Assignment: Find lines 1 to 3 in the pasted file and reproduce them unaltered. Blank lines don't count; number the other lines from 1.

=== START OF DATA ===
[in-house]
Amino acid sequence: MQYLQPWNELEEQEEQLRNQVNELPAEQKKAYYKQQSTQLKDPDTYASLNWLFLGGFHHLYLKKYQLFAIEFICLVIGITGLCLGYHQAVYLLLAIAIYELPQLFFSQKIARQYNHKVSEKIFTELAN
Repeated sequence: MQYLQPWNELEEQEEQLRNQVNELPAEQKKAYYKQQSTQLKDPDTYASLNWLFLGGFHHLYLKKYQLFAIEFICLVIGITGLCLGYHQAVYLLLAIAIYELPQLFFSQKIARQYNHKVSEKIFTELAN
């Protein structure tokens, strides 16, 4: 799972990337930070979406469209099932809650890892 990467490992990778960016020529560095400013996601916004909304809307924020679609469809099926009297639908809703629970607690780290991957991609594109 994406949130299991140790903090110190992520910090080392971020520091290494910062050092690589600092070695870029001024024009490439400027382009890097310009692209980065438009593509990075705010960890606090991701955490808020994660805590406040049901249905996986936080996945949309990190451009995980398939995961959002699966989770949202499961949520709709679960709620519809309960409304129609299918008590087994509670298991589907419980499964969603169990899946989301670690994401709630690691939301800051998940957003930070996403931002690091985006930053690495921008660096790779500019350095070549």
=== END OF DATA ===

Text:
[in-house]
Amino acid sequence: MQYLQPWNELEEQEEQLRNQVNELPAEQKKAYYKQQSTQLKDPDTYASLNWLFLGGFHHLYLKKYQLFAIEFICLVIGITGLCLGYHQAVYLLLAIAIYELPQLFFSQKIARQYNHKVSEKIFTELAN
Repeated sequence: MQYLQPWNELEEQEEQLRNQVNELPAEQKKAYYKQQSTQLKDPDTYASLNWLFLGGFHHLYLKKYQLFAIEFICLVIGITGLCLGYHQAVYLLLAIAIYELPQLFFSQKIARQYNHKVSEKIFTELAN